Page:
SEGAN: Zero danger. Michele was wise beyond his years and there's a huge, important, multinational company. They have a long, long history and great projects, and I think we're set for a good long time with lots of Nutella.
MCEVERS: Food historian Francine Segan, thank you so much for joining us.
MCEVERS: Francine Segan was talking about the Italian candy maker Michele Ferrero, the inventor of Nutella. Ferrero died on Valentine's Day at the age of 89.
NPR transcripts are created on a rush deadline by Verb8tm, Inc., an NPR contractor, and produced using a proprietary transcription process developed with NPR. This text may not be in its final form and may be updated or revised in the future. Accuracy and availability may vary. The authoritative record of NPR&rsquos programming is the audio record.
50 Best Things to Eat in Richmond, Virginia Before You Die
Located centrally in the heart of Virginia, Richmond is a city that is growing every day and making its way into the hearts of unsuspecting visitors. It even ranked third on Travel and Leisure’s Best Places to Travel in 2016—which makes a lot of sense.
Richmond is full of historical sites and museums with eye-catching art and architecture, and boasts an extremely affordable cost of living. The city puts on numerous festivals such as the Greek Festival and the Folk Festival, has plenty of shopping, great universities—Virginia Commonwealth University and University of Richmond—and has beautiful natural recreation at its doorstep in the form of the James River.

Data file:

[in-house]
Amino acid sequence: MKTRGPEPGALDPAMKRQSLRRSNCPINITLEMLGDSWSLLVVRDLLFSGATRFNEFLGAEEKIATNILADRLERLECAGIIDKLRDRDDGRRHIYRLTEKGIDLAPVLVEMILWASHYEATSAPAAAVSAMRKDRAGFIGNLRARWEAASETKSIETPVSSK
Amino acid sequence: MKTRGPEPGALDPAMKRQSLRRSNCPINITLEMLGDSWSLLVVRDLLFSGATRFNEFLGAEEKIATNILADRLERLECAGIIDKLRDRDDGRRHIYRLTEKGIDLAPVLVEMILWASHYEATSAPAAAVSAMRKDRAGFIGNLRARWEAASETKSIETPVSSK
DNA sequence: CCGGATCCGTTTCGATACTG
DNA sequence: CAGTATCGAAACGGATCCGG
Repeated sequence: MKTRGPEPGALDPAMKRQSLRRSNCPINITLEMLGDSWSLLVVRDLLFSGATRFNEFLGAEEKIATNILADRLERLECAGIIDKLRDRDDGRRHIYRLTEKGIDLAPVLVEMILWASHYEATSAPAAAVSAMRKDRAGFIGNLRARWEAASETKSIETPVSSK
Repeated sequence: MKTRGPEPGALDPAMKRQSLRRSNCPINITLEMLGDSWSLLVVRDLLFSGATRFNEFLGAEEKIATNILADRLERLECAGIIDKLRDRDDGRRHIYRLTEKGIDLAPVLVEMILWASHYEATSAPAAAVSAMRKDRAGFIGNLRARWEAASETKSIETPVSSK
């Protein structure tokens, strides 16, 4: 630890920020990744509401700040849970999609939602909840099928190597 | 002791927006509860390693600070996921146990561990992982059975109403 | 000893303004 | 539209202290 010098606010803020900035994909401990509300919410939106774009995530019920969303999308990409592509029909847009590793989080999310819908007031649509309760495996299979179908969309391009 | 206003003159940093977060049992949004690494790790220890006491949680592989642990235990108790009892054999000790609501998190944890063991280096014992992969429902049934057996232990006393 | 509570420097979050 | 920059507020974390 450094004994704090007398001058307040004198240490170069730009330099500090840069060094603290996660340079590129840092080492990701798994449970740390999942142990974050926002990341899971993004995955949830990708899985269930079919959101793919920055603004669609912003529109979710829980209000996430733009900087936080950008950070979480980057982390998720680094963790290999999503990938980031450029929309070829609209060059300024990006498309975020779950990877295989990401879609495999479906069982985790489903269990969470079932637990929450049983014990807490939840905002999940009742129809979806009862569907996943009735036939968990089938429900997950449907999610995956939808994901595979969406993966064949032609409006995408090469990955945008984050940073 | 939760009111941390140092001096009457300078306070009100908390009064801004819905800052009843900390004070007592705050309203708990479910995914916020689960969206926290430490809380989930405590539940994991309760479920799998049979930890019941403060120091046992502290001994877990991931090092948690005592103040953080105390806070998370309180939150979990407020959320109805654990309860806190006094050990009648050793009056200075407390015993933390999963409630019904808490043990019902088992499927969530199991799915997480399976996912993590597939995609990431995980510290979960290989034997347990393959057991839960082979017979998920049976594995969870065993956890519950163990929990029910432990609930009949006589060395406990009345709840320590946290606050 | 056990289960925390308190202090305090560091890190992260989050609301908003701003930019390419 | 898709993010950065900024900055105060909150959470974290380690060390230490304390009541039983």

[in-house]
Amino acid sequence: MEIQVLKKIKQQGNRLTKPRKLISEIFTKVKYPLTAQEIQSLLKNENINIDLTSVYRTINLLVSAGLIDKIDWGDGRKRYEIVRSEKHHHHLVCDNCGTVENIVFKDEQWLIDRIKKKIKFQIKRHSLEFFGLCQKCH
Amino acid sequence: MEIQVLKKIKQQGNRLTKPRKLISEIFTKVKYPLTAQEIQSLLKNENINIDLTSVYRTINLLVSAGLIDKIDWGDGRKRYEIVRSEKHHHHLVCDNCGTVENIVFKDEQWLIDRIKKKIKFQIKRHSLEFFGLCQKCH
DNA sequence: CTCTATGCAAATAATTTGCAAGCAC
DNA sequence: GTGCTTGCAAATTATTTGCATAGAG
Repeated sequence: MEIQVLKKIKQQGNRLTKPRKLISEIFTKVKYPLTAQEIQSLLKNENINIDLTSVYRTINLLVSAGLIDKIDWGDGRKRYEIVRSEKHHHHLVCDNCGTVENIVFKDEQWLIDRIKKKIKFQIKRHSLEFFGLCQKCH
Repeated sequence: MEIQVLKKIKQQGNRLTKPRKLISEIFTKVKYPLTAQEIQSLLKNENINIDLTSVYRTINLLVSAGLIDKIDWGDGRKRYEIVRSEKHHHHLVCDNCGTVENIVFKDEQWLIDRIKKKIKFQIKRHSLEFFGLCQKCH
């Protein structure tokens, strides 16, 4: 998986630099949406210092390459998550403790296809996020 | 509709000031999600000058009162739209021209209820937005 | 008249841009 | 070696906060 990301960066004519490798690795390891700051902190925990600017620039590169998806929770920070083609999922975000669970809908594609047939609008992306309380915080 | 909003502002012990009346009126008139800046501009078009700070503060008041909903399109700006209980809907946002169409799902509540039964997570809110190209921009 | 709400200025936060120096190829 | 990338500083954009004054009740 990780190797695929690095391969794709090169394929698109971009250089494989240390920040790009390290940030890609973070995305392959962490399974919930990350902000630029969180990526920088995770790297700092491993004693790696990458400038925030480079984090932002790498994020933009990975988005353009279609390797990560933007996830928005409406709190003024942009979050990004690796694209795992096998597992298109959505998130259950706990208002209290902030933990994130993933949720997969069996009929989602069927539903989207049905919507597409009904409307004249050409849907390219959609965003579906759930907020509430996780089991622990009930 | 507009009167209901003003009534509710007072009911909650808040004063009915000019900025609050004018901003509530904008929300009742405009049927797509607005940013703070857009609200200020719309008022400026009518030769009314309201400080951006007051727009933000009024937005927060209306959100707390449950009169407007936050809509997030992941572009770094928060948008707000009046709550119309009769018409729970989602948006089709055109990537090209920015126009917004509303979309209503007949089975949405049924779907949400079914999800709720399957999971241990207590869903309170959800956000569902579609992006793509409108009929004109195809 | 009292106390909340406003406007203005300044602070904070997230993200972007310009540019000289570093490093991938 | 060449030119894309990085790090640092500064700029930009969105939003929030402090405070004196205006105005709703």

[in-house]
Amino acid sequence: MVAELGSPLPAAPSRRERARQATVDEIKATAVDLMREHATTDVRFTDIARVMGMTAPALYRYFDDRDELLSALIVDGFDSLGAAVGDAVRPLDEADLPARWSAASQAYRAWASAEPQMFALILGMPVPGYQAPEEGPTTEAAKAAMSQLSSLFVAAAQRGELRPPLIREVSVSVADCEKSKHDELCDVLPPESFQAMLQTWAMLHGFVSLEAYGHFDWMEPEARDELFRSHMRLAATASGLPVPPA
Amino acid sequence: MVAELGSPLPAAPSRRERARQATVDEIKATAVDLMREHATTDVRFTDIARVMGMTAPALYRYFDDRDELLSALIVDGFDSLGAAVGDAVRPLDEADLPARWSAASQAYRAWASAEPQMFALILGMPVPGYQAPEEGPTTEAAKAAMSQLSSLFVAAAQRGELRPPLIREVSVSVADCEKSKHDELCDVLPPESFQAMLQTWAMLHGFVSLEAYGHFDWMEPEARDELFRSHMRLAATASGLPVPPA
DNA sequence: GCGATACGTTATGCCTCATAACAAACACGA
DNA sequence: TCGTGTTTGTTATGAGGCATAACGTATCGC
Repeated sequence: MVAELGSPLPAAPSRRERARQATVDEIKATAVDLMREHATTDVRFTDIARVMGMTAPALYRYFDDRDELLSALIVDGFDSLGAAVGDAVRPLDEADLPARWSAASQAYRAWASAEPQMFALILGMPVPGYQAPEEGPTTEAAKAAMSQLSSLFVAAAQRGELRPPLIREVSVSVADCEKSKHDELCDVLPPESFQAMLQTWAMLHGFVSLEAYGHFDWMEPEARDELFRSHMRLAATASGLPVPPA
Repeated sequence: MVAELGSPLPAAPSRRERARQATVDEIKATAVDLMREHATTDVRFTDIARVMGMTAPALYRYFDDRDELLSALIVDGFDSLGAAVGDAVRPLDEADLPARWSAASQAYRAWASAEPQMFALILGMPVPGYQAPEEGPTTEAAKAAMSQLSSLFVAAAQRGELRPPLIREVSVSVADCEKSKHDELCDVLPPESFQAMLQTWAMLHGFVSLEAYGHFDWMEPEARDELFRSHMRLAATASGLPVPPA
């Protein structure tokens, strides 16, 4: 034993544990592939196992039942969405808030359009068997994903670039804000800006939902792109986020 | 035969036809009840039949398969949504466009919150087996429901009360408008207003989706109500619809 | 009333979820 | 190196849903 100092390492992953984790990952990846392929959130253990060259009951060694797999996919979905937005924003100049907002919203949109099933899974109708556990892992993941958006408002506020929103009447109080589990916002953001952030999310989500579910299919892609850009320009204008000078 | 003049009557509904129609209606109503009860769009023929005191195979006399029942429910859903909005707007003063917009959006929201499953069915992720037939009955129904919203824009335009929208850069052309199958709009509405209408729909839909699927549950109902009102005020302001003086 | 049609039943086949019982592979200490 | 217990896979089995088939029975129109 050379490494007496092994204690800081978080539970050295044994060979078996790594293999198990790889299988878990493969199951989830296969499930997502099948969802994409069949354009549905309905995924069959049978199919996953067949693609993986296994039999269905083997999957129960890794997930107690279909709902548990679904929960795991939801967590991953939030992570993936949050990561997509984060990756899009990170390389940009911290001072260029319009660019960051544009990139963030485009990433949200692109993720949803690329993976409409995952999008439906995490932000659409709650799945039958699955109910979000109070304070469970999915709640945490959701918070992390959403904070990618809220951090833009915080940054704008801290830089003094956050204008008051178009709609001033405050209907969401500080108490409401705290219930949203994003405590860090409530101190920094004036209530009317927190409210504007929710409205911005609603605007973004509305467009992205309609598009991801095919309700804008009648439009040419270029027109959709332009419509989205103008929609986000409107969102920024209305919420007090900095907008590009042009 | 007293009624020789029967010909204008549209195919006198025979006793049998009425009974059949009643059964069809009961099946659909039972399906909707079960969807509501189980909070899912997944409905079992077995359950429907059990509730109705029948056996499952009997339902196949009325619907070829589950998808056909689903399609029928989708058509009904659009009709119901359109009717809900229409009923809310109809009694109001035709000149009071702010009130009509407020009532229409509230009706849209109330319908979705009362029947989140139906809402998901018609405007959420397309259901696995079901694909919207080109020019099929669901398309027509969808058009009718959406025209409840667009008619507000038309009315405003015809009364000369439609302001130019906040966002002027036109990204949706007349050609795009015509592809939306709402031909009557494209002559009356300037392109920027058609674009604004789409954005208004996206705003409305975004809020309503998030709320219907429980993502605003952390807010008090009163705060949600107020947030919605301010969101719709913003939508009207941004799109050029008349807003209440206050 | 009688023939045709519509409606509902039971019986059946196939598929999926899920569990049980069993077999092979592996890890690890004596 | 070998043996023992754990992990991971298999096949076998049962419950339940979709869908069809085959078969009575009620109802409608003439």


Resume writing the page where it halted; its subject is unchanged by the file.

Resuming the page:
Although formerly a largely corporate city, it’s no wonder that Richmond (or RVA, as locals call it) has a growing appeal to millennials as more and more move to the city. But the best thing about Richmond is yep, you guessed it, the food scene. Visitors, nearby suburban dwellers and Richmonders can’t get enough of the local restaurants. They serve up every type of food imaginable. It seems there’s always somewhere new to try.
Compared to New York, D.C., or Chicago, Richmond is a small city. One of the advantages of this is that you can get amazing food without long wait lists or insanely high prices. More time and money to eat? Score.
I’ve compiled a list of what I think to be the 50 best things to eat in RVA before you die, but this list doesn’t even come close to representing everything that Richmond’s dense food culture has to offer. Happy eating.
1. Paella from Kuba Kuba
Photo courtesy of @irodarose on Instagram
If you are only in town for one night, I recommend Kuba Kuba. This bodega-inspired restaurant in The Fan offers an array of authentic Cuban dishes for breakfast, lunch and dinner. Not only are they authentic, they are huge.
The bowls of paella are enough to feed a small army. The vegetarian paella—which comes with Cuban toast, plantains and an avocado—is only $12.95. The rice is cooked perfectly, and there are plenty of fresh vegetables and spices to make you feel like you’re in a real Cuban bodega.